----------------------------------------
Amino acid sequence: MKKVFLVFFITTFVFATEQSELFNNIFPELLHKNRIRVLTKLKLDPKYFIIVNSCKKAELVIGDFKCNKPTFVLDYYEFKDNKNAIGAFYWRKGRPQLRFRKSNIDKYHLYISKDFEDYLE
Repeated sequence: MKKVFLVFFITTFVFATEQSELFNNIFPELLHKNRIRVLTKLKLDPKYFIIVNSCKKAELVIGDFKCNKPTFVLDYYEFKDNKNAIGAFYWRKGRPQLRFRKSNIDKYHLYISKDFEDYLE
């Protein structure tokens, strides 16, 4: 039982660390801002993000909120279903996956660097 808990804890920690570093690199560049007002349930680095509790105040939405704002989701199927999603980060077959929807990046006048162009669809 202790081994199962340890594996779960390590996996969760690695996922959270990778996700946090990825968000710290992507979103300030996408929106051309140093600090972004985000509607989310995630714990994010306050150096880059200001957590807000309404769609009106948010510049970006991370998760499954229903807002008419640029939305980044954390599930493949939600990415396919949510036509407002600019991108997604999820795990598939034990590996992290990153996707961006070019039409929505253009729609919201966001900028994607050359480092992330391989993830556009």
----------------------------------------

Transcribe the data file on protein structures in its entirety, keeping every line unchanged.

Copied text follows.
Amino acid sequence: MKKVFLVFFITTFVFATEQSELFNNIFPELLHKNRIRVLTKLKLDPKYFIIVNSCKKAELVIGDFKCNKPTFVLDYYEFKDNKNAIGAFYWRKGRPQLRFRKSNIDKYHLYISKDFEDYLE
Repeated sequence: MKKVFLVFFITTFVFATEQSELFNNIFPELLHKNRIRVLTKLKLDPKYFIIVNSCKKAELVIGDFKCNKPTFVLDYYEFKDNKNAIGAFYWRKGRPQLRFRKSNIDKYHLYISKDFEDYLE
């Protein structure tokens, strides 16, 4: 039982660390801002993000909120279903996956660097 808990804890920690570093690199560049007002349930680095509790105040939405704002989701199927999603980060077959929807990046006048162009669809 202790081994199962340890594996779960390590996996969760690695996922959270990778996700946090990825968000710290992507979103300030996408929106051309140093600090972004985000509607989310995630714990994010306050150096880059200001957590807000309404769609009106948010510049970006991370998760499954229903807002008419640029939305980044954390599930493949939600990415396919949510036509407002600019991108997604999820795990598939034990590996992290990153996707961006070019039409929505253009729609919201966001900028994607050359480092992330391989993830556009």